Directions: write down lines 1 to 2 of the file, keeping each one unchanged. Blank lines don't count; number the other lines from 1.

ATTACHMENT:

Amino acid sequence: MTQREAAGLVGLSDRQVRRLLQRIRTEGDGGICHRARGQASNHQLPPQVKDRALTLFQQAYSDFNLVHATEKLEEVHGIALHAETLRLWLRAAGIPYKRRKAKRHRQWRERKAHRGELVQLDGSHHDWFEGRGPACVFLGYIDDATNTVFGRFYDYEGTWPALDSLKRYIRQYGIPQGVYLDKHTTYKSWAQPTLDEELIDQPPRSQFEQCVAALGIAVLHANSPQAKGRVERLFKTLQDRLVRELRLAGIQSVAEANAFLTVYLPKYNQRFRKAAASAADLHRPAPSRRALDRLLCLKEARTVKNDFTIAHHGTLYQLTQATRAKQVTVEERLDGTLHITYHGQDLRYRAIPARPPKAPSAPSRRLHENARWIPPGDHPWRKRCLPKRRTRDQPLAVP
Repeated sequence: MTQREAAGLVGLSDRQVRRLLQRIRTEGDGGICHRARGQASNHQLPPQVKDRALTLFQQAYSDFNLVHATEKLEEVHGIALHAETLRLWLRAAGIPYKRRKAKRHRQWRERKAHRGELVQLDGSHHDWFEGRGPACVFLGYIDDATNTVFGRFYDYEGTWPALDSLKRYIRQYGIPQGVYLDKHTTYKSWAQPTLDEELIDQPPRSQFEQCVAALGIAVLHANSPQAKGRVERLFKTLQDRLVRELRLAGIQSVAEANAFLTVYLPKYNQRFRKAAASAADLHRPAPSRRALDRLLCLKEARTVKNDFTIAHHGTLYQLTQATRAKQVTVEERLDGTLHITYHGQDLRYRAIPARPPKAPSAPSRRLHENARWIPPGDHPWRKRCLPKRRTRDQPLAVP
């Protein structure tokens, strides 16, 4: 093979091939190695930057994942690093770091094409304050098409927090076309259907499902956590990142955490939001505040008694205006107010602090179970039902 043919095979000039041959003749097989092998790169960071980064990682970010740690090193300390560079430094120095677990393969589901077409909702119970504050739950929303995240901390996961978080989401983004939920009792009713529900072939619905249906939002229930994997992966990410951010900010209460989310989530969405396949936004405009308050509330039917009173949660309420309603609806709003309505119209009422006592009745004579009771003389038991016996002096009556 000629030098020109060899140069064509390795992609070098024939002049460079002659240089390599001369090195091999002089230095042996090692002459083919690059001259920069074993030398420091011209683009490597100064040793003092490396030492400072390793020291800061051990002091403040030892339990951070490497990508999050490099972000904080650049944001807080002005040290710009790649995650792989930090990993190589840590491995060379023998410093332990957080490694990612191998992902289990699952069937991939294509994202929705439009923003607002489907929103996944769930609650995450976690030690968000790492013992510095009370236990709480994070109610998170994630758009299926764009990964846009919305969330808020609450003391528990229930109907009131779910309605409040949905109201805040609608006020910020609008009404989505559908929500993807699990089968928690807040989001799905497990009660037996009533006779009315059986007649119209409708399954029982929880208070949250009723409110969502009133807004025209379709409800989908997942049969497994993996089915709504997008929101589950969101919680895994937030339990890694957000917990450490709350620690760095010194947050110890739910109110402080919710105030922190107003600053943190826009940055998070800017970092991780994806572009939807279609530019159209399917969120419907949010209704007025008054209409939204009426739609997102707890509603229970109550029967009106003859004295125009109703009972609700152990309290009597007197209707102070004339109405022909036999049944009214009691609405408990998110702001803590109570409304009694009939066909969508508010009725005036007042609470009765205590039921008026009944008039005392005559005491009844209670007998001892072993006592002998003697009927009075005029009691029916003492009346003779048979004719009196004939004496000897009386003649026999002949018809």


Amino acid sequence: MTQREAAGLVGLSDRQVRRLLQRIRTEGDGGICHRARGQASNHQLPPQVKDRALTLFQQAYSDFNLVHATEKLEEVHGIALHAETLRLWLRAAGIPYKRRKAKRHRQWRERKAHRGELVQLDGSHHDWFEGRGPACVFLGYIDDATNTVFGRFYDYEGTWPALDSLKRYIRQYGIPQGVYLDKHTTYKSWAQPTLDEELIDQPPRSQFEQCVAALGIAVLHANSPQAKGRVERLFKTLQDRLVRELRLAGIQSVAEANAFLTVYLPKYNQRFRKAAASAADLHRPAPSRRALDRLLCLKEARTVKNDFTIAHHGTLYQLTQATRAKQVTVEERLDGTLHITYHGQDLRYRAIPARPPKAPSAPSRRLHENARWIPPGDHPWRKRCLPKRRTRDQPLAVP
Repeated sequence: MTQREAAGLVGLSDRQVRRLLQRIRTEGDGGICHRARGQASNHQLPPQVKDRALTLFQQAYSDFNLVHATEKLEEVHGIALHAETLRLWLRAAGIPYKRRKAKRHRQWRERKAHRGELVQLDGSHHDWFEGRGPACVFLGYIDDATNTVFGRFYDYEGTWPALDSLKRYIRQYGIPQGVYLDKHTTYKSWAQPTLDEELIDQPPRSQFEQCVAALGIAVLHANSPQAKGRVERLFKTLQDRLVRELRLAGIQSVAEANAFLTVYLPKYNQRFRKAAASAADLHRPAPSRRALDRLLCLKEARTVKNDFTIAHHGTLYQLTQATRAKQVTVEERLDGTLHITYHGQDLRYRAIPARPPKAPSAPSRRLHENARWIPPGDHPWRKRCLPKRRTRDQPLAVP